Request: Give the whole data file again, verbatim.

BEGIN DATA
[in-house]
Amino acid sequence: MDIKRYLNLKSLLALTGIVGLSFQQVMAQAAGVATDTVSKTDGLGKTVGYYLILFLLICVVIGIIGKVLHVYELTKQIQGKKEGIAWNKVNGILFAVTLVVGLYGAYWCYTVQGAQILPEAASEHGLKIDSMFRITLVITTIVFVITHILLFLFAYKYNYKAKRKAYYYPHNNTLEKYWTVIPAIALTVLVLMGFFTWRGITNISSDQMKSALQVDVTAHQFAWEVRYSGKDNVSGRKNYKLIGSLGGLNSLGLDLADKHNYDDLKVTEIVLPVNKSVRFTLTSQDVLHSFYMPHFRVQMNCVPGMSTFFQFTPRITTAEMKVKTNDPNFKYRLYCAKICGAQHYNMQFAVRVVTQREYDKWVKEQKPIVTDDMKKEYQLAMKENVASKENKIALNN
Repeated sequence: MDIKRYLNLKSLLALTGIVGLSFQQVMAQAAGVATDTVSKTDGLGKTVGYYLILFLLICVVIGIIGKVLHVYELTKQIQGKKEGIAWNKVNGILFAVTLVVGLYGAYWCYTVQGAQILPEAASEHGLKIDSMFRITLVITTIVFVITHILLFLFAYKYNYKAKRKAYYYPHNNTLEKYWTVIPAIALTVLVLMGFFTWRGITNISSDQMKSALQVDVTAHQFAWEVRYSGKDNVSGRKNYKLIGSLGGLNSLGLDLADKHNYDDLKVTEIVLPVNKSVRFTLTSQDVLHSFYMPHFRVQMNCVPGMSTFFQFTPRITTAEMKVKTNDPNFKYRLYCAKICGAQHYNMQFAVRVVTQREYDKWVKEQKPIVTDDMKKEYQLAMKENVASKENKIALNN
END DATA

[in-house]
Amino acid sequence: MDIKRYLNLKSLLALTGIVGLSFQQVMAQAAGVATDTVSKTDGLGKTVGYYLILFLLICVVIGIIGKVLHVYELTKQIQGKKEGIAWNKVNGILFAVTLVVGLYGAYWCYTVQGAQILPEAASEHGLKIDSMFRITLVITTIVFVITHILLFLFAYKYNYKAKRKAYYYPHNNTLEKYWTVIPAIALTVLVLMGFFTWRGITNISSDQMKSALQVDVTAHQFAWEVRYSGKDNVSGRKNYKLIGSLGGLNSLGLDLADKHNYDDLKVTEIVLPVNKSVRFTLTSQDVLHSFYMPHFRVQMNCVPGMSTFFQFTPRITTAEMKVKTNDPNFKYRLYCAKICGAQHYNMQFAVRVVTQREYDKWVKEQKPIVTDDMKKEYQLAMKENVASKENKIALNN
Repeated sequence: MDIKRYLNLKSLLALTGIVGLSFQQVMAQAAGVATDTVSKTDGLGKTVGYYLILFLLICVVIGIIGKVLHVYELTKQIQGKKEGIAWNKVNGILFAVTLVVGLYGAYWCYTVQGAQILPEAASEHGLKIDSMFRITLVITTIVFVITHILLFLFAYKYNYKAKRKAYYYPHNNTLEKYWTVIPAIALTVLVLMGFFTWRGITNISSDQMKSALQVDVTAHQFAWEVRYSGKDNVSGRKNYKLIGSLGGLNSLGLDLADKHNYDDLKVTEIVLPVNKSVRFTLTSQDVLHSFYMPHFRVQMNCVPGMSTFFQFTPRITTAEMKVKTNDPNFKYRLYCAKICGAQHYNMQFAVRVVTQREYDKWVKEQKPIVTDDMKKEYQLAMKENVASKENKIALNN